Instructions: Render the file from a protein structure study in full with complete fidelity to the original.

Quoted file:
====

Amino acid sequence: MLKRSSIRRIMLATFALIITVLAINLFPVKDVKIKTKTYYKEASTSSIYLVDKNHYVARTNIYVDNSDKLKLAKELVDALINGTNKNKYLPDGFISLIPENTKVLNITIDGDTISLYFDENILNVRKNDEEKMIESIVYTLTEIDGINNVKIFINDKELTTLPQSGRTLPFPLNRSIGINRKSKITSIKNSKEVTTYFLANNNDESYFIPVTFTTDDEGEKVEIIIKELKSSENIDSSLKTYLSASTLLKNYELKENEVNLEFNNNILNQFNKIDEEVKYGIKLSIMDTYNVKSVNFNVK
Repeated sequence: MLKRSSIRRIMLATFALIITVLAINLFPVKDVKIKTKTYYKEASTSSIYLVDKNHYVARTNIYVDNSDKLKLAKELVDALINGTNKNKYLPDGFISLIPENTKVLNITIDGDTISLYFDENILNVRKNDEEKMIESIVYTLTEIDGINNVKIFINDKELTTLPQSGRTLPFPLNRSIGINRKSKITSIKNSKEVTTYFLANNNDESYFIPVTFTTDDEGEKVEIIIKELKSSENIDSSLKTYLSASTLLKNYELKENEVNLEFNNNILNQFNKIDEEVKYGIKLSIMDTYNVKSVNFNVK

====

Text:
Amino acid sequence: MLKRSSIRRIMLATFALIITVLAINLFPVKDVKIKTKTYYKEASTSSIYLVDKNHYVARTNIYVDNSDKLKLAKELVDALINGTNKNKYLPDGFISLIPENTKVLNITIDGDTISLYFDENILNVRKNDEEKMIESIVYTLTEIDGINNVKIFINDKELTTLPQSGRTLPFPLNRSIGINRKSKITSIKNSKEVTTYFLANNNDESYFIPVTFTTDDEGEKVEIIIKELKSSENIDSSLKTYLSASTLLKNYELKENEVNLEFNNNILNQFNKIDEEVKYGIKLSIMDTYNVKSVNFNVK
Repeated sequence: MLKRSSIRRIMLATFALIITVLAINLFPVKDVKIKTKTYYKEASTSSIYLVDKNHYVARTNIYVDNSDKLKLAKELVDALINGTNKNKYLPDGFISLIPENTKVLNITIDGDTISLYFDENILNVRKNDEEKMIESIVYTLTEIDGINNVKIFINDKELTTLPQSGRTLPFPLNRSIGINRKSKITSIKNSKEVTTYFLANNNDESYFIPVTFTTDDEGEKVEIIIKELKSSENIDSSLKTYLSASTLLKNYELKENEVNLEFNNNILNQFNKIDEEVKYGIKLSIMDTYNVKSVNFNVK